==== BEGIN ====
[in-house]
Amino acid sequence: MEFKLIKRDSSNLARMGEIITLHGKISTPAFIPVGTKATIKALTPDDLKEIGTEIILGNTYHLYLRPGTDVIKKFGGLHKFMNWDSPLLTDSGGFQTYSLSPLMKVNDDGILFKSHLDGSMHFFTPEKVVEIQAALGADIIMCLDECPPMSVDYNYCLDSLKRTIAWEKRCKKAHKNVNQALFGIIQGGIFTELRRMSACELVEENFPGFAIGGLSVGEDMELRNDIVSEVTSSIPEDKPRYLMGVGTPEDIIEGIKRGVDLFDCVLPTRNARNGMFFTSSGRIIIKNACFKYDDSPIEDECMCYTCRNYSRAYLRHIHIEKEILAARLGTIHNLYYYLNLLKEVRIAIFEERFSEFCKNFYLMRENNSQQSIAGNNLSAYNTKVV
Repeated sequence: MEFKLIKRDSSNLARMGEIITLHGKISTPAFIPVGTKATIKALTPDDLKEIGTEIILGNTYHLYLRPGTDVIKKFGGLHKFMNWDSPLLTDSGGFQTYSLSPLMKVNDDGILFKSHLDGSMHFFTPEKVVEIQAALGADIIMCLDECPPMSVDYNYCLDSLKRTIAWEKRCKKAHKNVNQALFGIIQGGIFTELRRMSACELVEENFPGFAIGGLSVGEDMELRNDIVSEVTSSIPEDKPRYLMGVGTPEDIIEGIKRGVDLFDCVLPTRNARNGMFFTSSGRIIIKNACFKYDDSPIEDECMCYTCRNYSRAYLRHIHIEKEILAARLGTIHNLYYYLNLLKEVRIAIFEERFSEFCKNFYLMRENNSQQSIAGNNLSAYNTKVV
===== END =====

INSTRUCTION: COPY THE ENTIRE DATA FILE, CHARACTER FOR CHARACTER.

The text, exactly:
[in-house]
Amino acid sequence: MEFKLIKRDSSNLARMGEIITLHGKISTPAFIPVGTKATIKALTPDDLKEIGTEIILGNTYHLYLRPGTDVIKKFGGLHKFMNWDSPLLTDSGGFQTYSLSPLMKVNDDGILFKSHLDGSMHFFTPEKVVEIQAALGADIIMCLDECPPMSVDYNYCLDSLKRTIAWEKRCKKAHKNVNQALFGIIQGGIFTELRRMSACELVEENFPGFAIGGLSVGEDMELRNDIVSEVTSSIPEDKPRYLMGVGTPEDIIEGIKRGVDLFDCVLPTRNARNGMFFTSSGRIIIKNACFKYDDSPIEDECMCYTCRNYSRAYLRHIHIEKEILAARLGTIHNLYYYLNLLKEVRIAIFEERFSEFCKNFYLMRENNSQQSIAGNNLSAYNTKVV
Repeated sequence: MEFKLIKRDSSNLARMGEIITLHGKISTPAFIPVGTKATIKALTPDDLKEIGTEIILGNTYHLYLRPGTDVIKKFGGLHKFMNWDSPLLTDSGGFQTYSLSPLMKVNDDGILFKSHLDGSMHFFTPEKVVEIQAALGADIIMCLDECPPMSVDYNYCLDSLKRTIAWEKRCKKAHKNVNQALFGIIQGGIFTELRRMSACELVEENFPGFAIGGLSVGEDMELRNDIVSEVTSSIPEDKPRYLMGVGTPEDIIEGIKRGVDLFDCVLPTRNARNGMFFTSSGRIIIKNACFKYDDSPIEDECMCYTCRNYSRAYLRHIHIEKEILAARLGTIHNLYYYLNLLKEVRIAIFEERFSEFCKNFYLMRENNSQQSIAGNNLSAYNTKVV